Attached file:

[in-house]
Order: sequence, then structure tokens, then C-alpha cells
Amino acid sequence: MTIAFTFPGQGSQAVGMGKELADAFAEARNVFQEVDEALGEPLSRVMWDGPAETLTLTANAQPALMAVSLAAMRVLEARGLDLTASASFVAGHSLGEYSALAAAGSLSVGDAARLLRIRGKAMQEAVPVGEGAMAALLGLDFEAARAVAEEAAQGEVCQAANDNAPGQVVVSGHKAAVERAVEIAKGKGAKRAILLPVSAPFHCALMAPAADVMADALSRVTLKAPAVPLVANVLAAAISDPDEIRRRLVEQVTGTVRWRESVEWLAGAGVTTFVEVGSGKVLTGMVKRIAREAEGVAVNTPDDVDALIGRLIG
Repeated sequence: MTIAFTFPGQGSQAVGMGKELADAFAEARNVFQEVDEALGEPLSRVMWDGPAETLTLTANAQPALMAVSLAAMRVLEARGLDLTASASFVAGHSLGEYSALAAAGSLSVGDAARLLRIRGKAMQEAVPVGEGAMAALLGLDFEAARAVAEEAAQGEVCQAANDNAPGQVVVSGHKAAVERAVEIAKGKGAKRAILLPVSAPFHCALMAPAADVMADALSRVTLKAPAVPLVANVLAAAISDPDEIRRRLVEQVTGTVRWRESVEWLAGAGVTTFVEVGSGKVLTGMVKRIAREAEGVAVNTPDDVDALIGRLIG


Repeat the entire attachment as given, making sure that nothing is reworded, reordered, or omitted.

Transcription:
[in-house]
Order: sequence, then structure tokens, then C-alpha cells
Amino acid sequence: MTIAFTFPGQGSQAVGMGKELADAFAEARNVFQEVDEALGEPLSRVMWDGPAETLTLTANAQPALMAVSLAAMRVLEARGLDLTASASFVAGHSLGEYSALAAAGSLSVGDAARLLRIRGKAMQEAVPVGEGAMAALLGLDFEAARAVAEEAAQGEVCQAANDNAPGQVVVSGHKAAVERAVEIAKGKGAKRAILLPVSAPFHCALMAPAADVMADALSRVTLKAPAVPLVANVLAAAISDPDEIRRRLVEQVTGTVRWRESVEWLAGAGVTTFVEVGSGKVLTGMVKRIAREAEGVAVNTPDDVDALIGRLIG
Repeated sequence: MTIAFTFPGQGSQAVGMGKELADAFAEARNVFQEVDEALGEPLSRVMWDGPAETLTLTANAQPALMAVSLAAMRVLEARGLDLTASASFVAGHSLGEYSALAAAGSLSVGDAARLLRIRGKAMQEAVPVGEGAMAALLGLDFEAARAVAEEAAQGEVCQAANDNAPGQVVVSGHKAAVERAVEIAKGKGAKRAILLPVSAPFHCALMAPAADVMADALSRVTLKAPAVPLVANVLAAAISDPDEIRRRLVEQVTGTVRWRESVEWLAGAGVTTFVEVGSGKVLTGMVKRIAREAEGVAVNTPDDVDALIGRLIG